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Dog Friendly Pubs In The Lake District

Author : Sally Fielding


Cumbria is a great place for dogs. Wherever you go, you see visitors and pooches touring the Lake District. Whether it’s racing up the fell, tugging the lead through town, running for the lake - always carrying an infeasibly large stick – or sitting nobly waiting for leftover sandwiches, this is dog country.

Locals love dogs, too. I can guarantee you’ll see several sheepdogs leaning fearlessly into turns on the back of a tractor or quad bike, possibly whilst keeping one paw on a sick lamb. Every farmer has an invisible lead attached to a faithful hound or two, following him everywhere.

A vast amount of self catering lake district cottages are pet friendly. If you want to take them out to the pub, too, there are plenty of places to welcome you. Many of which are within walking distance of these cottages

The Boot Inn in Eskdale is a great pub in lots of respects – friendly company, great food, real ale and a proper dog-friendly policy. This oak-beamed, traditional pub has a bar, conservatory and snug with board games, TV, darts and pool. The Boot Beer Festival is held in June. Take the pooch!

The Woolpack Inn in Eskdale is happy to accept dogs on a lead in the bar. The Woolpack is home to the Hardknott Brewery, so a selection of real ales is guaranteed.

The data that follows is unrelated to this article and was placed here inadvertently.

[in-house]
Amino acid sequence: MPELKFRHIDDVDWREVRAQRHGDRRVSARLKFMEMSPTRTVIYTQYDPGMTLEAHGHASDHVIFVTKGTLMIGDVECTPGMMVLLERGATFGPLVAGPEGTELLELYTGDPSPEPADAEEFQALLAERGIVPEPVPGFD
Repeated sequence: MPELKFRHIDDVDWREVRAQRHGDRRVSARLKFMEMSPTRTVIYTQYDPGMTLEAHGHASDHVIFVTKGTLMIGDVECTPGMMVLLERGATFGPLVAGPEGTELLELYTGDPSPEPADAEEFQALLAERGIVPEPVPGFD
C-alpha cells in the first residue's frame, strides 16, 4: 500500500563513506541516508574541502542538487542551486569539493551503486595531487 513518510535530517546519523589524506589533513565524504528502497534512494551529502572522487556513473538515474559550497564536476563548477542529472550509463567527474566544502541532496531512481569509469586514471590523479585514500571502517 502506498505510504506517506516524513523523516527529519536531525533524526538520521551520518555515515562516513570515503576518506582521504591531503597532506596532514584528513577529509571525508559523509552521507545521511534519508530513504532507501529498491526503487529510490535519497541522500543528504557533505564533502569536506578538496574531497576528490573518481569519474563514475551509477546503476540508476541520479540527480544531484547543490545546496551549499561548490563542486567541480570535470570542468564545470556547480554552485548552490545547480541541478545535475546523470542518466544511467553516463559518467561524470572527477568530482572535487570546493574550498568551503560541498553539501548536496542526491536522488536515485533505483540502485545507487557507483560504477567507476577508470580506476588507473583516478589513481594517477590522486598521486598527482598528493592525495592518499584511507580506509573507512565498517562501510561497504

The Wasdale Head Inn, in Wasdale, welcomes well-behaved dogs in Ritson’s bar. In a county full of great views, the Wasdale Head Inn still has something to shout about, with a wonderfully remote location at the foot of the Scafell range. It’s cosily decorated, with oak settles and a warming fire. It serves real ales and wholesome bar food.

The Screes Inn in Nether Wasdale is happy to accept dogs. Their real ales and wide selection of whiskies are best enjoyed sitting by their roaring fire, after a long day’s walking.

The Strands Hotel in Nether Wasdale is another Lake Distict pub with a fine microbrewery. A great place to spend the evening after a long walk, the Strands has those real ales, a cosy open fire and a games room with darts, a pool table and table football. They hold a Beer Festival in May.